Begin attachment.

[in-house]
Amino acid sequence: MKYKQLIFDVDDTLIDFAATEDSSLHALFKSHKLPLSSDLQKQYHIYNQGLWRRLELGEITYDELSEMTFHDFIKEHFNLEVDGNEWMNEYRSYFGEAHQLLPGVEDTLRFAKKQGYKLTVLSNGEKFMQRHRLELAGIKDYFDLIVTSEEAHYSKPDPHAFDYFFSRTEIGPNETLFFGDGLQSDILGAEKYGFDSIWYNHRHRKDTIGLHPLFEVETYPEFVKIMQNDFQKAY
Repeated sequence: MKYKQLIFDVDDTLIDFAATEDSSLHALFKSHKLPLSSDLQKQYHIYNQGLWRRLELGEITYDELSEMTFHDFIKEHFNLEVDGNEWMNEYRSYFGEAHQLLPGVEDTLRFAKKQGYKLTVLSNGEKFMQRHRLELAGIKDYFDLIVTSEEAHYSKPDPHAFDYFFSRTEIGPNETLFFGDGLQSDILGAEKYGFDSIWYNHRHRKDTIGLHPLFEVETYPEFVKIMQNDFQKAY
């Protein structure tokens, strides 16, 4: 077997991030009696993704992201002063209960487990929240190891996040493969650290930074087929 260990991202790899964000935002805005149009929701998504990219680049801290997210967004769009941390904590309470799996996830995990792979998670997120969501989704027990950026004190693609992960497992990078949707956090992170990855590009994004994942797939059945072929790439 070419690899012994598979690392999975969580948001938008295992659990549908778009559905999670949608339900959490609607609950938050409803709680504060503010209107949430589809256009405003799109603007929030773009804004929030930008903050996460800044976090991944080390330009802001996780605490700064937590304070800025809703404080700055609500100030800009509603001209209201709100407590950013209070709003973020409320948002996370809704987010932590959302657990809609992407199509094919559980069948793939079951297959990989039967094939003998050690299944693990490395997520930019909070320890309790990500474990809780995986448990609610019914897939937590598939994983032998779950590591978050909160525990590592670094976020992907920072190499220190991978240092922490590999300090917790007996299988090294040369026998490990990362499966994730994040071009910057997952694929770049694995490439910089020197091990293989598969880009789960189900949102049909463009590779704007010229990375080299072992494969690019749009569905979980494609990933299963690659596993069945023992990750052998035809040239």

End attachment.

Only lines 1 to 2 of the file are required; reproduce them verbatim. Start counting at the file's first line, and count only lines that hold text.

[in-house]
Amino acid sequence: MKYKQLIFDVDDTLIDFAATEDSSLHALFKSHKLPLSSDLQKQYHIYNQGLWRRLELGEITYDELSEMTFHDFIKEHFNLEVDGNEWMNEYRSYFGEAHQLLPGVEDTLRFAKKQGYKLTVLSNGEKFMQRHRLELAGIKDYFDLIVTSEEAHYSKPDPHAFDYFFSRTEIGPNETLFFGDGLQSDILGAEKYGFDSIWYNHRHRKDTIGLHPLFEVETYPEFVKIMQNDFQKAY